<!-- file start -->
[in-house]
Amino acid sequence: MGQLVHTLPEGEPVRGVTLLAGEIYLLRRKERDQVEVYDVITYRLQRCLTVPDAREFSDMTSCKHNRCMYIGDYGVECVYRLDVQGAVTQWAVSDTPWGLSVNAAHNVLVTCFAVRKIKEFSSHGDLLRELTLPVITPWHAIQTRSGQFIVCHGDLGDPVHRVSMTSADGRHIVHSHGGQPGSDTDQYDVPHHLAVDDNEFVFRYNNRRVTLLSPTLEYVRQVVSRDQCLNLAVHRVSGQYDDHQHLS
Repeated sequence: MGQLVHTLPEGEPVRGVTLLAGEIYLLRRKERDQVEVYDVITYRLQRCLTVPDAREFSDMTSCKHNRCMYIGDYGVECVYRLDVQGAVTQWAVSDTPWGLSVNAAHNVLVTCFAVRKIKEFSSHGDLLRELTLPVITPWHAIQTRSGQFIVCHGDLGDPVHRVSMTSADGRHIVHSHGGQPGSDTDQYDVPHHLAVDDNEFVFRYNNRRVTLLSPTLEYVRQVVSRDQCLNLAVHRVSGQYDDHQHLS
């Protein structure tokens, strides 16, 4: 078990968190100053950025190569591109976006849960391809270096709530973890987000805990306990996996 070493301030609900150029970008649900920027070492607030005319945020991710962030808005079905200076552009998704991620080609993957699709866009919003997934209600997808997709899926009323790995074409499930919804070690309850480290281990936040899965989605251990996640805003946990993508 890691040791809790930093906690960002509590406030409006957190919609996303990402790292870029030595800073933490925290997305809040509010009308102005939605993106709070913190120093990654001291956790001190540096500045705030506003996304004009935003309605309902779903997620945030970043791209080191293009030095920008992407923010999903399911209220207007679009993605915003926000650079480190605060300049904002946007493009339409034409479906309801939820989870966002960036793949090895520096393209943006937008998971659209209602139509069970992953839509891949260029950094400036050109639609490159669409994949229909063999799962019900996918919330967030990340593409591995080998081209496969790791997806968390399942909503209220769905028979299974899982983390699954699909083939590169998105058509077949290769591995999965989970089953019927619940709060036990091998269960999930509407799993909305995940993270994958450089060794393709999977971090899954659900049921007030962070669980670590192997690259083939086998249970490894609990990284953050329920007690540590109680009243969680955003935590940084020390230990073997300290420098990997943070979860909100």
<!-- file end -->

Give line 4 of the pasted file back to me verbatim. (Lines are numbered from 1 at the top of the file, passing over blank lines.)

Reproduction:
């Protein structure tokens, strides 16, 4: 078990968190100053950025190569591109976006849960391809270096709530973890987000805990306990996996 070493301030609900150029970008649900920027070492607030005319945020991710962030808005079905200076552009998704991620080609993957699709866009919003997934209600997808997709899926009323790995074409499930919804070690309850480290281990936040899965989605251990996640805003946990993508 890691040791809790930093906690960002509590406030409006957190919609996303990402790292870029030595800073933490925290997305809040509010009308102005939605993106709070913190120093990654001291956790001190540096500045705030506003996304004009935003309605309902779903997620945030970043791209080191293009030095920008992407923010999903399911209220207007679009993605915003926000650079480190605060300049904002946007493009339409034409479906309801939820989870966002960036793949090895520096393209943006937008998971659209209602139509069970992953839509891949260029950094400036050109639609490159669409994949229909063999799962019900996918919330967030990340593409591995080998081209496969790791997806968390399942909503209220769905028979299974899982983390699954699909083939590169998105058509077949290769591995999965989970089953019927619940709060036990091998269960999930509407799993909305995940993270994958450089060794393709999977971090899954659900049921007030962070669980670590192997690259083939086998249970490894609990990284953050329920007690540590109680009243969680955003935590940084020390230990073997300290420098990997943070979860909100």